Women today are far more likely to survive ovarian cancer than their mothers’ would have been.
After comparing the survival rate of women diagnosed with ovarian cancer between 1975 and 2011, researchers found that women diagnosed in 2006 or later were 50% less likely to die from the disease than those diagnosed in 1975.
The survival rate has improved for women with all stages of ovarian cancer, according to Dr. Jason Wright, a professor of obstetrics and gynecology at Columbia University College of Physicians and Surgeons in New York City. He led the study that looked at medical histories of 50,000 women diagnosed over 36 years.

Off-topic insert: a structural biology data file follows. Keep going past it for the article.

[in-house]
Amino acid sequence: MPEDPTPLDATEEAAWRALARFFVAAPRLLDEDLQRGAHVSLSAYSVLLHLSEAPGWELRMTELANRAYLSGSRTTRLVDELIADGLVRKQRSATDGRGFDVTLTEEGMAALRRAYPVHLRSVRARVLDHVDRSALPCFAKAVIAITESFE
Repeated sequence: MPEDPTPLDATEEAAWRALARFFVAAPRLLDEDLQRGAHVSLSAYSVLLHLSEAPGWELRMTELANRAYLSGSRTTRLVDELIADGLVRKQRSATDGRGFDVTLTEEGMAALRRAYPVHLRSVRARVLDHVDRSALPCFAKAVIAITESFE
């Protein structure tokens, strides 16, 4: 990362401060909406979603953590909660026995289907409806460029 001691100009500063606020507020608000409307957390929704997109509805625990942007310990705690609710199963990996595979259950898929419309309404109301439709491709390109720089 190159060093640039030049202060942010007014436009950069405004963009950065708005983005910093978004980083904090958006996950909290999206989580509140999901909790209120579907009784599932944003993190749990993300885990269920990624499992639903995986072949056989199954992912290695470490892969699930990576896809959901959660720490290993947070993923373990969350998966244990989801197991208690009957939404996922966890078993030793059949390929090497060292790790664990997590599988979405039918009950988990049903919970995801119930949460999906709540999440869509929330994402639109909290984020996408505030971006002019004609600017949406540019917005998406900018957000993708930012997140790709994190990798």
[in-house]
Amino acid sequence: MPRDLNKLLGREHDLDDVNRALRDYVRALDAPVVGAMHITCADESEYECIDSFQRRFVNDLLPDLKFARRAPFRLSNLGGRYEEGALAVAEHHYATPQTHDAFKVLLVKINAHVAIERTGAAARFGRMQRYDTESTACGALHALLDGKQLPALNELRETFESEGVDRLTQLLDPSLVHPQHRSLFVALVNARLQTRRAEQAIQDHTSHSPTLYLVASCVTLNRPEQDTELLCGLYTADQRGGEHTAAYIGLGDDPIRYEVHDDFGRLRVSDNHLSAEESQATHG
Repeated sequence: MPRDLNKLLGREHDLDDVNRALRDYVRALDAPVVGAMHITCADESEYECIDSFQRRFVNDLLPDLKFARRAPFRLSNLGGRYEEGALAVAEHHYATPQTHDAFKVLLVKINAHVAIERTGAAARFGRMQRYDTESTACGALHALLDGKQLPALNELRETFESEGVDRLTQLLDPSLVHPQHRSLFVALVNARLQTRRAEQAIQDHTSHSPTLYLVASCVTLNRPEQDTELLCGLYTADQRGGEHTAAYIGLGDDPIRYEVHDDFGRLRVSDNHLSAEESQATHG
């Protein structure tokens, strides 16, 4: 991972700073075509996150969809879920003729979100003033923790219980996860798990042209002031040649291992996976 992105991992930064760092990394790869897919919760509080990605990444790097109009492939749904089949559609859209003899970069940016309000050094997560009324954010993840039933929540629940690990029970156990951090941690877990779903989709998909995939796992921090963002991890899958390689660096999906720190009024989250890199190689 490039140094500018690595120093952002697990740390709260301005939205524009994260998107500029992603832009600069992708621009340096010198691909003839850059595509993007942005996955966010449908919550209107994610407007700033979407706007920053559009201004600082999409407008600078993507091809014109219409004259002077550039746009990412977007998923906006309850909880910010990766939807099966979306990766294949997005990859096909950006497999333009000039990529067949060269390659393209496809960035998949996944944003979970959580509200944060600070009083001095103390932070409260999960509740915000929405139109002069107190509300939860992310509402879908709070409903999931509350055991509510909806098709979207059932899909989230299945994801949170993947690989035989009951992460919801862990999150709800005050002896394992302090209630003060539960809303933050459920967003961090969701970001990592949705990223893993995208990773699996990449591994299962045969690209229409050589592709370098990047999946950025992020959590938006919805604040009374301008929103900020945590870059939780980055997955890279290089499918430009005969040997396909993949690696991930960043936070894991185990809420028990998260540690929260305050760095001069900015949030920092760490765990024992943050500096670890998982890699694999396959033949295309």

“They’re living with the disease for longer and longer periods of time as we have new chemotherapies, new drugs, new way to deliver drugs for ovarian cancer,” Dr. Wright told CBS News.
He also credits improvements in early detection of the disease, which isn’t always easy.
Ovarian cancer is difficult to diagnose in the early stages and has a high recurrence rate, but new research is beginning to change that, allowing doctors to treat the disease earlier.
The study was published in the June issue of the journal Obstetrics & Gynecology.
(WATCH the CBS News video below) Photo: ReSurge International, CC